A monk parakeet – seemingly common in much of Argentina

As the weather was so unpromising for photography, and as I have to give a presentation at a Conference tomorrow I decided to drive straight through to Posadas and do a bit more work on it. I checked into a more upmarket hotel with good wifi and enjoyed being back in civilisation for a while.

So, this blog will now close and reopen when I hit the road again in a couple of days.

Trip through Northern Argentina and Paraguay – Day 12

29 August 2017 – Ituzaingó –Cambyreta entry to Iberá National Park

Puzzled looking water buffalo with cleaning bird

Early breakfast and at 08.30 my guide for the day Natalia was waiting for me to take me to the Cambyretá entry to the Iberá National Park. Excellent guide, and a great day all round. We took a packed lunch and were a good seven hours on the marshes.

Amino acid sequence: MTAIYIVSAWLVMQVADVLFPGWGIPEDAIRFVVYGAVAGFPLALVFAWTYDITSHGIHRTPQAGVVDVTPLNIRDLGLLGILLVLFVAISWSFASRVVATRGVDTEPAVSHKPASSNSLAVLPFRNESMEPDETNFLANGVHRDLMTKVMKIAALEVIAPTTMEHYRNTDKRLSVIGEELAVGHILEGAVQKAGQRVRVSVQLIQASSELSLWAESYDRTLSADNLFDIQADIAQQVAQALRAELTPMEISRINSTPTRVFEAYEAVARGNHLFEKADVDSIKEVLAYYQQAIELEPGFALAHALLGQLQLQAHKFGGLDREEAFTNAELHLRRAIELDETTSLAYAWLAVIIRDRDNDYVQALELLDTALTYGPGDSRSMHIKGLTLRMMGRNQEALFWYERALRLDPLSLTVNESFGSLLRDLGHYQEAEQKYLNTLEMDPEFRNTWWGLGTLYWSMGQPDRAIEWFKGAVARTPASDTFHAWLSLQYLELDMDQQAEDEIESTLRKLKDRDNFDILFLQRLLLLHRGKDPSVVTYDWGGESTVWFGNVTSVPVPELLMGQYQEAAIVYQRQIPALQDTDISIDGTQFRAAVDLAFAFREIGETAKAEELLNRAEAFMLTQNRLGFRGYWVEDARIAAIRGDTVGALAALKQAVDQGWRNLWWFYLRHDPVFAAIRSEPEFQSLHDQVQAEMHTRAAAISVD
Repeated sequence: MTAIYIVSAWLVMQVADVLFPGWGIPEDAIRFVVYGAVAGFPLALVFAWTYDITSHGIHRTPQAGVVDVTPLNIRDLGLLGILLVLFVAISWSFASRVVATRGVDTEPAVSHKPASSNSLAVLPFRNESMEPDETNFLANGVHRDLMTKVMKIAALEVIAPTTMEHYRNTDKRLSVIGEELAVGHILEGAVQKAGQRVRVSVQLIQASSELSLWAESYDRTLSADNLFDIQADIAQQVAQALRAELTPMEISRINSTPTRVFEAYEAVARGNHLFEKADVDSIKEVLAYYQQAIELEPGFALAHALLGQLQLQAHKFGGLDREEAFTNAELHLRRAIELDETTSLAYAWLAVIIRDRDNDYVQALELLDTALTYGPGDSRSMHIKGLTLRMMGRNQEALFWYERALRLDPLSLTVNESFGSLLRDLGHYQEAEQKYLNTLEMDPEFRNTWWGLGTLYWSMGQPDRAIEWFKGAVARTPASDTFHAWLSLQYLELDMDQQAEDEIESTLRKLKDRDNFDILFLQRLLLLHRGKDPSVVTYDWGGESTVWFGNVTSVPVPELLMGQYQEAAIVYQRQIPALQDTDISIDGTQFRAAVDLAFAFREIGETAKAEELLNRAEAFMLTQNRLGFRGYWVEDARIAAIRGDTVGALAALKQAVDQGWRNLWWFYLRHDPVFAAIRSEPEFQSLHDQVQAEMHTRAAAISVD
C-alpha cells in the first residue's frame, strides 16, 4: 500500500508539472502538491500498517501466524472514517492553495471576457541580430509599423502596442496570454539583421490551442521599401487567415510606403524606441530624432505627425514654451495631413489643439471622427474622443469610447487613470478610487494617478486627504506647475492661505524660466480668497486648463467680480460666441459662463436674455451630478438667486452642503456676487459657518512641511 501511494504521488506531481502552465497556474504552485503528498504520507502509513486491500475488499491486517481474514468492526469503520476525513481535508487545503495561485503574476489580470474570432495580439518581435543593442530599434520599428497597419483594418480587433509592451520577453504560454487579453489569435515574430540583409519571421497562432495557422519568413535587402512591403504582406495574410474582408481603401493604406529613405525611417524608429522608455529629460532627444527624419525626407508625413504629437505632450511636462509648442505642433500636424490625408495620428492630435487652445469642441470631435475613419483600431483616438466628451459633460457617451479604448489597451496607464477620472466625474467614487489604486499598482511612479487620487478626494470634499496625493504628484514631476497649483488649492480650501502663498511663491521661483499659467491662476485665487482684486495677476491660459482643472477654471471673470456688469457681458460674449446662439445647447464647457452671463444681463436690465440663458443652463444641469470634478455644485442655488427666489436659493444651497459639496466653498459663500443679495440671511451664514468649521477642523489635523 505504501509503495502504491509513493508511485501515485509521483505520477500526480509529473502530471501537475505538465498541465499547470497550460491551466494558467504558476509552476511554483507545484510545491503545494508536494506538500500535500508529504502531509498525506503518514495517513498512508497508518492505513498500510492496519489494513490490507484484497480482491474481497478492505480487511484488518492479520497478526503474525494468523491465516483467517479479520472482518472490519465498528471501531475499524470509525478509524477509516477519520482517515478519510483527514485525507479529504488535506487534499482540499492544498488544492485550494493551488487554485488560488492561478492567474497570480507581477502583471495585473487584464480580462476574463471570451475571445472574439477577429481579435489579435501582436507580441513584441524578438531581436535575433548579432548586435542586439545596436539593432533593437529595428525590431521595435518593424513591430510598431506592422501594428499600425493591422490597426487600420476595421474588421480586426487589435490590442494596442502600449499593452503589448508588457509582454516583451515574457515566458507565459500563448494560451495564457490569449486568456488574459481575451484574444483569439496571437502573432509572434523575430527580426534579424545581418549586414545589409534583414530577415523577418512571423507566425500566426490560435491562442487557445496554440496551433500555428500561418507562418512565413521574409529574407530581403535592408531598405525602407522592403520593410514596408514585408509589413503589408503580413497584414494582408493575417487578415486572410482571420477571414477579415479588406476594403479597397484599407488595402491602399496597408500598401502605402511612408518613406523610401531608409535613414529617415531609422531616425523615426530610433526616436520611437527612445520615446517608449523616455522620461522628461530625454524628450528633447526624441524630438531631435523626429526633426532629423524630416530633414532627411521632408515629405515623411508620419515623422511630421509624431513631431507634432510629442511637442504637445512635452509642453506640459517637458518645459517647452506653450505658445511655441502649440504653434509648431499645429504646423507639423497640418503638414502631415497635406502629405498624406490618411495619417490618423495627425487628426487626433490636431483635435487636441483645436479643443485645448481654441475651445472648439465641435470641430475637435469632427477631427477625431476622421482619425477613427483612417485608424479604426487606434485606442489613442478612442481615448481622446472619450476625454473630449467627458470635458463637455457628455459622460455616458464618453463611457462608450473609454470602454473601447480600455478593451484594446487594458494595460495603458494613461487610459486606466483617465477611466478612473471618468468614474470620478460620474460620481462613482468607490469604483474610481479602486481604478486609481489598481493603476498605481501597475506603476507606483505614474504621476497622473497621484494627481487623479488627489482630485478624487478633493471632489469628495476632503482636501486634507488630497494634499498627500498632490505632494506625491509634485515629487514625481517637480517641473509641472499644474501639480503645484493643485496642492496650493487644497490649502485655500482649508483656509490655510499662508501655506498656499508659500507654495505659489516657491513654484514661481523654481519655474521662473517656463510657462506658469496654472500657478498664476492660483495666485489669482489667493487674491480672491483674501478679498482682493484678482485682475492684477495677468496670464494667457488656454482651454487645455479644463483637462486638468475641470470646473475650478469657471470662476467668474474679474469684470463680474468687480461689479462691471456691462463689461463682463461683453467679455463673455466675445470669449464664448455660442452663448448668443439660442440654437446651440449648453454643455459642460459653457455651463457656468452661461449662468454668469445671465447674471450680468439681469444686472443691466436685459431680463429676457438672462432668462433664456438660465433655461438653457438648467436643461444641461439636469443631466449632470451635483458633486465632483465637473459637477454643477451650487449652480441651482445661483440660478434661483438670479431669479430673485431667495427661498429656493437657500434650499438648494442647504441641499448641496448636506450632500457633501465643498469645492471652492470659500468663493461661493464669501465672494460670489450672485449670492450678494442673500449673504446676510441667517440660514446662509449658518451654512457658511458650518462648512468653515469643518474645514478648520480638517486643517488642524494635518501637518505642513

Family gathering of the ‘yacaré negro’

The road down to the Iberá Park was difficult, and I admired Natalia’s driving – she coped far better than I and Silver would have done with a combination of wet grass, rutted mud and some (few) parts vaguely consolidated. However, for wildlife it was excellent and I added four lifers (the enormous Jabiru; the Least Bittern (rarely seen, and even more rarely, as we saw it, flying); the Streamer-tailed tyrant (at some distance) and the recently re-introduced Green-winged Macaw. Sadly I only got photos of the first and last of these.

Green-winged Macaw, being re-introduced into the Iberá National Park at Cambyretá

The last of these, whose Spanish name is the ‘Guacamayo Rojo’, are part of a reintroduction programme and although recorded here 150 years ago have long since become extinct in Argentina. There are seven birds at present, of which several are now in free flying mode although have not yet chosen to leave their ‘home’.

The improbable Jabiru

Jabirus nest on treetops, frequently on palm trees

The Jabiru was a welcome find. Although migrants should be arriving now, some (like the ones I saw) live all year round in northern Argentina and reuse their nests each year, so have become permanent residents. They nest high, and generally away from roads and people, so are not as easy to find as other herons and storks.